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Gynecologic Cancers

Cervical Cancer

Cervical cancer is a cancer of the cervix, which is the power portion of the uterus that opens into the vaginal canal and dilates during labor. Cervical cancer is common in the developing world, and in the U.S. approximately 12,000 women are diagnosed with cervical cancer each year, while approximately 4,000 women each year will die of the disease in the U.S. When cervical cancer is diagnosed at the early stages, cure rates are excellent. By having a Pap test, cervical cancer can be caught as precancerous cells. Cervical cancer is caused by a persistent longstanding infection with high-risk strain of the human papillomavirus (HPV). HPV infections are common in sexually active people, and can be prevented by administration of the HPV vaccine prior to onset of sexual activity.

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Ovarian Cancer

Ovarian cancer originates in the ovaries. In 2015, the American Cancer Society estimated that 21,290 new cases of ovarian cancer would be diagnosed in the U.S. and 14, 180 deaths would result. Ovarian cancer is the ninth most common cancer in women and is the most lethal of the gynecologic malignancies. The incidence of ovarian cancer is 1.4% in the general population. There is no way to screen or prevent ovarian cancer. Some women are at increased risk of ovarian cancer, if they have a strong family history of breast and/or ovarian cancer, or genetic predisposition.

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Uterine Cancer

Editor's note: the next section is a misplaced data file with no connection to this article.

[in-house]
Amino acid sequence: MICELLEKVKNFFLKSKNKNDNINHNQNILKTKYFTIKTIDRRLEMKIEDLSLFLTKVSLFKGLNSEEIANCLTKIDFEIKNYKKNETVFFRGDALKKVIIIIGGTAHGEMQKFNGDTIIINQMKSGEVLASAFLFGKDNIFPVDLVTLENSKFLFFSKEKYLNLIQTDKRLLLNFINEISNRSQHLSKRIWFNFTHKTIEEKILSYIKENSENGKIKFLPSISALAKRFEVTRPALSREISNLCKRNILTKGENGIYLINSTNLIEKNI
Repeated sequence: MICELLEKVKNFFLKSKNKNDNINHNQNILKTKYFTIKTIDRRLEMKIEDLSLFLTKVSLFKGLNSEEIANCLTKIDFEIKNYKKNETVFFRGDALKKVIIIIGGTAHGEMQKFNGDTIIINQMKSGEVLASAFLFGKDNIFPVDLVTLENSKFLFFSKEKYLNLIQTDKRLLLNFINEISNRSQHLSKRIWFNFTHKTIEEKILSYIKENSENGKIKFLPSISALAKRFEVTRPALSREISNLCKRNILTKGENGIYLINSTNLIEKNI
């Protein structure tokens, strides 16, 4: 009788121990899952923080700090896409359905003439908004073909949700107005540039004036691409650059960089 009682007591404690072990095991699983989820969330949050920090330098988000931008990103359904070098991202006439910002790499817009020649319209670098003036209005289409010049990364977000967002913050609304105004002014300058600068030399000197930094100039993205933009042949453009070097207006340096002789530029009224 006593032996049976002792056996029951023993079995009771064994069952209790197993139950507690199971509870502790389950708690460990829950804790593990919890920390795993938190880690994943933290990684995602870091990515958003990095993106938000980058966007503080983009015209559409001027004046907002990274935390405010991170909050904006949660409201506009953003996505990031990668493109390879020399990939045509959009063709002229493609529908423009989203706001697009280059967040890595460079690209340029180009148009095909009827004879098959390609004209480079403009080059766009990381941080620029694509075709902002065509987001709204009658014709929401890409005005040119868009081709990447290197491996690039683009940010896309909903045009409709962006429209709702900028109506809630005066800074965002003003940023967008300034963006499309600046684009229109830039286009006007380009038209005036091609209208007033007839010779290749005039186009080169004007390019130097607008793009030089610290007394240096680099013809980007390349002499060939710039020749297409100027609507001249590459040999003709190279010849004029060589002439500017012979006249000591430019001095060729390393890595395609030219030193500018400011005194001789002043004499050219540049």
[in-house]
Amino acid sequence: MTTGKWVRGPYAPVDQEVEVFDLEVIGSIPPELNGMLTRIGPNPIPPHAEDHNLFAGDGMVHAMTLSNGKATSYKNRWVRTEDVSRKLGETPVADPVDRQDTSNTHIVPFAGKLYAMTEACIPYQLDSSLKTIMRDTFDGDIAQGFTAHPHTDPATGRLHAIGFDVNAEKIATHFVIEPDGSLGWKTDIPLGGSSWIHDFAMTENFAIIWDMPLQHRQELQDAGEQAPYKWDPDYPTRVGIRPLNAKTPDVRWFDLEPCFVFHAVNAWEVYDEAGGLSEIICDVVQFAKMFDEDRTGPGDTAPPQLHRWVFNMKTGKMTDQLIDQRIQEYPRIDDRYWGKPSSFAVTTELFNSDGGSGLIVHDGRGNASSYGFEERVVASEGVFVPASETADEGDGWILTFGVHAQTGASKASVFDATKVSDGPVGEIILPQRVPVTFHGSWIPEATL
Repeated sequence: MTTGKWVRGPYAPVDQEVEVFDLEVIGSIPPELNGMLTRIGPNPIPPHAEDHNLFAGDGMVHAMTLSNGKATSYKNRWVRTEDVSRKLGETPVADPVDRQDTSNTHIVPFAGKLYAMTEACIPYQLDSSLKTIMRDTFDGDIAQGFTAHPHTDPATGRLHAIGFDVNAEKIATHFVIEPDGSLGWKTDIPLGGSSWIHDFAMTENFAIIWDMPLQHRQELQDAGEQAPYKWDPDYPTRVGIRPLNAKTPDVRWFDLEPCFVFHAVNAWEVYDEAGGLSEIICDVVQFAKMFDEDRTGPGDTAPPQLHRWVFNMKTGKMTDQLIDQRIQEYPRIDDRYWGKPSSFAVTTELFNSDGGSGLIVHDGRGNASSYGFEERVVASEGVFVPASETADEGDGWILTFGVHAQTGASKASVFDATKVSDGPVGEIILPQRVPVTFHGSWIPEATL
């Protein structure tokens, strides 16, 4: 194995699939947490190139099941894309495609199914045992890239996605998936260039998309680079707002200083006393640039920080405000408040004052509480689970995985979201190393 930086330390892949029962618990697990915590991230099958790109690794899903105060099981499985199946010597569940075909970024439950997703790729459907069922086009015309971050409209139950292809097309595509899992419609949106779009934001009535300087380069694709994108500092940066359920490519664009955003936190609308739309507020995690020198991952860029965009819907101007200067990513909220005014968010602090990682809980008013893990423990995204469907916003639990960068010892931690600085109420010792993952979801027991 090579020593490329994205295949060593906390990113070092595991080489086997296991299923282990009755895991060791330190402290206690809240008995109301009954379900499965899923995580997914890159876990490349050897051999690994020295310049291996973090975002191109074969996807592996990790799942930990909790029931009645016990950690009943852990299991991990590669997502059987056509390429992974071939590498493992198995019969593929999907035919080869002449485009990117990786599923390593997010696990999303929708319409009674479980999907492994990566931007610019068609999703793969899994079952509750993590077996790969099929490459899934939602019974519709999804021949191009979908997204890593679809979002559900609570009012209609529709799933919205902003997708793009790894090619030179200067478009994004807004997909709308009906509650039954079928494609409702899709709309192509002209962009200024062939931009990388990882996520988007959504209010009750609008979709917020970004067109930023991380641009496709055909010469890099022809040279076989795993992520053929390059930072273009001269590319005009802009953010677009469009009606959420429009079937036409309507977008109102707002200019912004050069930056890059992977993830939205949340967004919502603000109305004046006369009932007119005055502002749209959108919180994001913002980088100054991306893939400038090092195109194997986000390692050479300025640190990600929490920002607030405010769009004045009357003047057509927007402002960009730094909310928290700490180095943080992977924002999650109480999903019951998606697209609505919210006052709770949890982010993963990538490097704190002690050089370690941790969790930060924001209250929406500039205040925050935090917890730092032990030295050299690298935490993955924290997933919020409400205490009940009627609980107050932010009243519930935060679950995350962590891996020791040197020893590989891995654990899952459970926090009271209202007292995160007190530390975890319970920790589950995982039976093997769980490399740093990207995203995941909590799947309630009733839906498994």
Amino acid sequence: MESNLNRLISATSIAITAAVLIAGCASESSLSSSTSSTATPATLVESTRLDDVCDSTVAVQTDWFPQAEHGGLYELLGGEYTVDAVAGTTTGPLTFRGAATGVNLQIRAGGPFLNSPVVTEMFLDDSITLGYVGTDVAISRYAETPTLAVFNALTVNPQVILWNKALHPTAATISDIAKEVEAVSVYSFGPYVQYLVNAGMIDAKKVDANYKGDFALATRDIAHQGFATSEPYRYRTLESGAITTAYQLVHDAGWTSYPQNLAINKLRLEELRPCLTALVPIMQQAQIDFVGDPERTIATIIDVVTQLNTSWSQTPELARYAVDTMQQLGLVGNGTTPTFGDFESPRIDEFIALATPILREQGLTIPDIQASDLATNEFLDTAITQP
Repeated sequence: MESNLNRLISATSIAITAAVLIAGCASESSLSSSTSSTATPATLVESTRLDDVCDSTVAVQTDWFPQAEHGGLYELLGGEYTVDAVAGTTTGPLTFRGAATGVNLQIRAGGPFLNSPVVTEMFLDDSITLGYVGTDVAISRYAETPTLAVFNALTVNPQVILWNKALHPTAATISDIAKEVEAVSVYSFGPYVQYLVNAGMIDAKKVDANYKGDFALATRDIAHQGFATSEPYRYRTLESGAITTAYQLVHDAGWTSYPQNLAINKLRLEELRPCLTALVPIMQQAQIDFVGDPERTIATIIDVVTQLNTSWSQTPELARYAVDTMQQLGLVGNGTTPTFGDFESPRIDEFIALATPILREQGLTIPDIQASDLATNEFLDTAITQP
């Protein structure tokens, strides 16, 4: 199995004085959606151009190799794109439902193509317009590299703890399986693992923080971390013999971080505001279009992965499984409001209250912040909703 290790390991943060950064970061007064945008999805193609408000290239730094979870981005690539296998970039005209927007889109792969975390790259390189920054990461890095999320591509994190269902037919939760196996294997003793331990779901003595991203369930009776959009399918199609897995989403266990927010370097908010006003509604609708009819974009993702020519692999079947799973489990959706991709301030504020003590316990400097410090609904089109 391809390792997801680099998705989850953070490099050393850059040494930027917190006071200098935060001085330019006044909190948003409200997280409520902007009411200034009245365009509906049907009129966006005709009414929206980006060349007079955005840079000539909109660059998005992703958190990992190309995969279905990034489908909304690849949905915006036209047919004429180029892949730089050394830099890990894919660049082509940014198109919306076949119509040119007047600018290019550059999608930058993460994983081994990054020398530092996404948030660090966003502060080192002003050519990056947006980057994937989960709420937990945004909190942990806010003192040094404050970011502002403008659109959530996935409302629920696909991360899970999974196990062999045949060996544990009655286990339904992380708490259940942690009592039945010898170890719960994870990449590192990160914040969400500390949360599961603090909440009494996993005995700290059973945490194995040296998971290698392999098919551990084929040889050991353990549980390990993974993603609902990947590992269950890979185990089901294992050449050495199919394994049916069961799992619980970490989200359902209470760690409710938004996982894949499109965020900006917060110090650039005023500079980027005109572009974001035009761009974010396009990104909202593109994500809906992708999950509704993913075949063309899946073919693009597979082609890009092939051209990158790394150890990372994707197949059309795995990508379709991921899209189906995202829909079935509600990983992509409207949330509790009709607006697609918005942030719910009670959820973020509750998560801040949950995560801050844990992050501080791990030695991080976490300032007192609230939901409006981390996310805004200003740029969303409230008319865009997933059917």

Uterine cancer is the most common gynecologic malignancy in the U.S., with approximately 45,000 new diagnoses per year. Endometrial cancer starts in the lining of the uterus. Risk factors for endometrial cancer include age, obesity, hormonal disorders, and genetic predisposition. There is no way to screen or prevent endometrial cancer, however many women have symptoms early in the disease process. The most common symptom is postmenopausal bleeding. Some younger women will have a change in their normal periods. Because of this, many cases of endometrial cancer are detected and treated in early stages with excellent cure rates.

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Vaginal Cancer

Vaginal cancer arises in the vagina and is a very rare type of cancer. Vaginal cancer can be treated and is often cured, especially when it is localized to the vagina. Most vaginal cancers form in another part of the body, such as the cervix or endometrium, and later spread to the vagina. In some rare cases, cancer can form in the vagina without having spread from another location. If this is the case, it is referred to as primary vaginal cancer.

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Vulvar Cancer

Vulvar cancer is a cancer of the skin surrounding the opening of the vagina, including the clitoris and the labia. Vulvar cancer is uncommon, with just under 5,000 women in the U.S. being diagnosed each year. The incidence of vulvar cancer appears to be increasing since it is associated with human papillomavirus (HPV) infection, the same virus that increases the risk for cervical cancer. Vulvar cancer is treatable, with higher cure rates when diagnosed at early stages.

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